1. Incomplete paperwork
  2. False paperwork
  3. False statements
  4. Non-payment of fees or expenses

Any other item that constitutes a breach of integrity.


  1. The inspector may make a number of recommendations during your inspection. These recommendations will be validated by the Compliance Board. They are expected to be acted upon by the producer by the next inspection.


  1. The inspector may make a number of administrative suggestions during the inspection. These are administrative suggestions only, and it is up to the farmer whether or not to act on these suggestions. They will not be mentioned in the report.


The inspector cannot and will not provide information on how to correct a violation or how to comply with a standard. THIS IS A CONFLICT OF INTEREST. Please do not ask the inspector advice in this regard. Such actions may constitute the inspector losing their position and your farm being de-listed for a period of 5 years.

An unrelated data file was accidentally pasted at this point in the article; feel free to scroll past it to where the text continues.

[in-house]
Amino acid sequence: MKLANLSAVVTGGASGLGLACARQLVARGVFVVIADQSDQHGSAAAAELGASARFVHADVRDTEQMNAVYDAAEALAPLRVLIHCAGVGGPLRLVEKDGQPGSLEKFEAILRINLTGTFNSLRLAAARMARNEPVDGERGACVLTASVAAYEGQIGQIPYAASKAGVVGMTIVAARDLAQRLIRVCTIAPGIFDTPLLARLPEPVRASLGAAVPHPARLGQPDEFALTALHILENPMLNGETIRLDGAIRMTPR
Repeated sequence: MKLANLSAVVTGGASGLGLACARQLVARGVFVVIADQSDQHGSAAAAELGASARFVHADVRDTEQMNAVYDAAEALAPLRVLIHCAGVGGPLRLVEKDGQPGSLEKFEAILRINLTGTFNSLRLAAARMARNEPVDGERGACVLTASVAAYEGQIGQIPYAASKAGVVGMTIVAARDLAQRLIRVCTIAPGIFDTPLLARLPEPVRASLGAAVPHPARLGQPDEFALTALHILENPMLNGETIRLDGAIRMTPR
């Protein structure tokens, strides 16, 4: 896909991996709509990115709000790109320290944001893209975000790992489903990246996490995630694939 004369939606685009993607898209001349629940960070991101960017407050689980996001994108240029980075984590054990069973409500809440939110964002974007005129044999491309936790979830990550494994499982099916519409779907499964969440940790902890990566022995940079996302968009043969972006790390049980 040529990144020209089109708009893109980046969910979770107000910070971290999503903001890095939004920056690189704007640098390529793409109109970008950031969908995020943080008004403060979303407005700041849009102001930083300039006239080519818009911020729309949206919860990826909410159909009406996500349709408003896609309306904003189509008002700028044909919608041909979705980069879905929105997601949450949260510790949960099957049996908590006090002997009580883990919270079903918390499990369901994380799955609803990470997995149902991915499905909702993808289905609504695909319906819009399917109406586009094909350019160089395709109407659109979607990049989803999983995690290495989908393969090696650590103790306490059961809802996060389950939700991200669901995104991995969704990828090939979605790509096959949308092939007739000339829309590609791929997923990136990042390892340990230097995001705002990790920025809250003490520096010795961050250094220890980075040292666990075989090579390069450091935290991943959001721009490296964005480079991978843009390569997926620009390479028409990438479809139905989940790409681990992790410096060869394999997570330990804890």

OPMA’s inspectors are fully trained on the standards and goals of OPMA. Inspectors are selected based on the following criteria:

ISO 17065 Inspector Qualification Requirements

  • Inspection candidates will possess the following minimum criteria:
    • Agricultural degree
    • Three years farming experience in either general produce or specific commodity farming such as tree farming or grain
    • GIP Course
    • Inspector experience

Additional Information On the Above Requirements

  • Education is required evidenced in the form of an agricultural degree from an accredited institution. This may be a 2 or 4 year degree or the successful completion of as many college courses. The degree should focus on fruit and vegetable production or related subjects. The Chair of the Major Technical Review Board shall make all final determination of adequacy.